Politicians mull licensing of apartments and townhouses amid setback

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From a mouse infestation to an apartment without heating, Londoners shared their housing lawsuits as city politicians debated three new or strengthened regulations to crack down on unfit housing in a marathon meeting on Tuesday night .

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The rules have been dubbed “Orwellian” by a homeowners association which has accused City Hall of wading into an “overbearing regulatory regime” by considering broader rental licensing rules.

Despite the backlash, the council’s Community and Protective Services Committee recommended that staff report on apartment and townhouse rental licenses. The committee also approved updates to Vacant Buildings Bylaws and London Property Standards to better tackle substandard housing – both would give Bylaws Officers the ability to impose fines of $400 for every violation – as well as a new task force to bring together landlords, tenants and lawyers.

“The current burden is on tenants to identify issues, talk to their landlords, resolve them,” the committee chair and Ward 4 Coun said. said Jesse Helmer.

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“We have a lot of tenants in the City of London, 40% of Londoners rent.”

London is home to both great and problematic landlords, Helmer said.

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A slew of tenants, many of whom work with tenant advocacy group ACORN, told politicians about problems in their homes, including bed bugs, cockroaches and rodents, flooding and troublesome heating systems.

“This does not apply to all landlords in the city,” Ward 13 Coun said. Arielle Kayabaga spoke of the need for stricter rules, adding “we can’t pretend the problem isn’t there”.

Kayabaga and County. Mo Salih pushed for extending rental licenses to all units regardless of type, proactively inspecting rentals, and designing a system for tenants to report housing complaints without facing retaliation.

Orest Katolyk, the town hall’s bylaws boss, said an anonymous tip line is unrealistic because when bylaws officers follow up with a landlord, it will be clear that complaints have been filed by the tenant in a particular unit.

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The London Property Management Association rebuffed the advisers’ proposals through its solicitor Joseph Hoffer.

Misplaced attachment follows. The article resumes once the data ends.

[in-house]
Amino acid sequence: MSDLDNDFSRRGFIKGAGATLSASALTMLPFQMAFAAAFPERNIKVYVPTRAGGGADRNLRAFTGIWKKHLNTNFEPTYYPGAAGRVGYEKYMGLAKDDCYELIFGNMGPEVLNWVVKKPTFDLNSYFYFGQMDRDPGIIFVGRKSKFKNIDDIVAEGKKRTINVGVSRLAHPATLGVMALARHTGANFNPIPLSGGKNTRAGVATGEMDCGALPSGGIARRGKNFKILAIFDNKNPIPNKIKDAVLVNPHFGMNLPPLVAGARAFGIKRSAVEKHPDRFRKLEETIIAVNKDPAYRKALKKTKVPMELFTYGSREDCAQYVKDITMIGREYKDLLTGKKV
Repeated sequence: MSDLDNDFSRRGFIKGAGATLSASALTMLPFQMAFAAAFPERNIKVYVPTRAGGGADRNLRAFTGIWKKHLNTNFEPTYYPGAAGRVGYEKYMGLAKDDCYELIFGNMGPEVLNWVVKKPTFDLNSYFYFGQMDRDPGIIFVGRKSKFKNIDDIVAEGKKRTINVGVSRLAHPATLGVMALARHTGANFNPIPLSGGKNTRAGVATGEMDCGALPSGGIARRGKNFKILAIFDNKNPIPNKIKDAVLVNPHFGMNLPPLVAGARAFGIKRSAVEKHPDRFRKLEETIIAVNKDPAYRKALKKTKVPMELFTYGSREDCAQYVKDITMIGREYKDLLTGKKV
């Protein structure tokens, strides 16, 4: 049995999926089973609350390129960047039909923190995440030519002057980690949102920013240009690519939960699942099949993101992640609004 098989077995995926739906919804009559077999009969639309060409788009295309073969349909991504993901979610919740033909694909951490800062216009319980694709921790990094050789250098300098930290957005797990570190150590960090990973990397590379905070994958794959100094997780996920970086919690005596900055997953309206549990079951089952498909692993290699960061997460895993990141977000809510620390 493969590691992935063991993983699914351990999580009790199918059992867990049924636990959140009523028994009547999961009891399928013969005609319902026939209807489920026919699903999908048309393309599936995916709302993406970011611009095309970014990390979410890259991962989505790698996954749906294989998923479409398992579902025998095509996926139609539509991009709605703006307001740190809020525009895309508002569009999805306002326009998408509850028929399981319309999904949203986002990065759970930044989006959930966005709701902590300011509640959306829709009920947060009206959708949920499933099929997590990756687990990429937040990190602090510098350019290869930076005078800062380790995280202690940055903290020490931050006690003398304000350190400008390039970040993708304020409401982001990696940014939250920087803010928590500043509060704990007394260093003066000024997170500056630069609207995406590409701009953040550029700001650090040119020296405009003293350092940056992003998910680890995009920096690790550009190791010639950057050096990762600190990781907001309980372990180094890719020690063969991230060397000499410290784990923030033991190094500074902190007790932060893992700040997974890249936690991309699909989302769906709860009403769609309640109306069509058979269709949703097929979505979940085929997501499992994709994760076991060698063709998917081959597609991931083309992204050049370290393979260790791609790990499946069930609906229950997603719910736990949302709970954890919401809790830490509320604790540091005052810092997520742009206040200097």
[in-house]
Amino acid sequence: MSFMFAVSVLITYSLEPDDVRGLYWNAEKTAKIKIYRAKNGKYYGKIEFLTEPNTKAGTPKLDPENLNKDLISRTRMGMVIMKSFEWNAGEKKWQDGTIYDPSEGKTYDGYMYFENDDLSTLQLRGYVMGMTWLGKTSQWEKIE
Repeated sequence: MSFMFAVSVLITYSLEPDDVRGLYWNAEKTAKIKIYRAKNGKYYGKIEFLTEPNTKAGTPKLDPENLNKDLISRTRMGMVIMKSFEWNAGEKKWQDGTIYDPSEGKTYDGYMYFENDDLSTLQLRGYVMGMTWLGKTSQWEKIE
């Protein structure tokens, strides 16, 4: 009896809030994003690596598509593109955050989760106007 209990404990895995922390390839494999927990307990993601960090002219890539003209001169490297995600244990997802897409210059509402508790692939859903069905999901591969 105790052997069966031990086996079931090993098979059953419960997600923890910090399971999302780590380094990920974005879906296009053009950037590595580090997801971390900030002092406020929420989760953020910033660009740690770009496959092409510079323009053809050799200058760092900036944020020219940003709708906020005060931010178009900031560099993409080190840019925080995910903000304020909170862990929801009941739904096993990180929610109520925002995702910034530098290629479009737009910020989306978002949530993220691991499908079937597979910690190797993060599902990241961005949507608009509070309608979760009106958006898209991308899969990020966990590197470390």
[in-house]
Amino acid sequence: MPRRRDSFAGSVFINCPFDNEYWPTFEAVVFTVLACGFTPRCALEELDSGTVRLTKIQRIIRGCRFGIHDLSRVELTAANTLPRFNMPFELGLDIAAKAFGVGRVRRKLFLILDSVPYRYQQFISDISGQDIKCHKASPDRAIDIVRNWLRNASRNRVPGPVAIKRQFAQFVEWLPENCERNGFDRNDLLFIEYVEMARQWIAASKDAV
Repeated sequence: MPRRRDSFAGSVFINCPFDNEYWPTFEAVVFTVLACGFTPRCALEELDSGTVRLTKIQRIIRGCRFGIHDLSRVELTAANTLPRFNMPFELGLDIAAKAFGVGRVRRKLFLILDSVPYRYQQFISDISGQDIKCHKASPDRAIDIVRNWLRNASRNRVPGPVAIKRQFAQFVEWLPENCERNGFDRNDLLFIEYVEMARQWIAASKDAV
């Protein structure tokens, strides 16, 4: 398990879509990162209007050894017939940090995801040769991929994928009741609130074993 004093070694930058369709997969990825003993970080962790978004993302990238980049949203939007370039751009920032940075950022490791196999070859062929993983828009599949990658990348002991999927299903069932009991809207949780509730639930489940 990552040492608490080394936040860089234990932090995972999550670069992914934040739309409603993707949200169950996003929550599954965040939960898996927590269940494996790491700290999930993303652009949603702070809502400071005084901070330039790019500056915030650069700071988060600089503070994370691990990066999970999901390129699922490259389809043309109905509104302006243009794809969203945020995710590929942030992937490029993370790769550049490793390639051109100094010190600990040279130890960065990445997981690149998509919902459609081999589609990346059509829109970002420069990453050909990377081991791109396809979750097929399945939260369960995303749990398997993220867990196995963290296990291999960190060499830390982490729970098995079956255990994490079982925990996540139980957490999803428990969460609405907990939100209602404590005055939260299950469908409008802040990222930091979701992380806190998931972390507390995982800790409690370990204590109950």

“The Orwellian strategies they have proposed to respond to the allegations should not form the basis of an overhaul of the Owners Licensing Regulations,” he wrote in a letter to the board.

“Creating massive bureaucracy with extra costs passed on to tenants amounts to unnecessary over-regulation in a bid to find a few ‘bad apples’, assuming they exist.”

Com. Shawn Lewis, who suggested the idea of ​​the tenant-landlord task force, said politicians should be wary of the price. Inspecting all units that are currently exempt from rental licenses would require 37 new bylaw officers at a cost of $3 million, Katolyk said.

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And all the protections politicians seek won’t mean much unless they’re reinforced by city hall, LifeSpin, an Old East Village poverty agency that serves low-income people, said Tuesday.

“They have the idea that you’re not going to enforce the rules that are on the books,” said a tenant named Jody.

Katolyk confirmed that inspectors and bylaws officers are not entering units amid the pandemic except for the most extreme ‘life safety’ issues, but urged speakers on Tuesday to file complaints with from the application desktop.

Changes to the Vacant Buildings and Property Standards Bylaw, and the push for a broader licensing bylaw, will go to council for final approval later this month.

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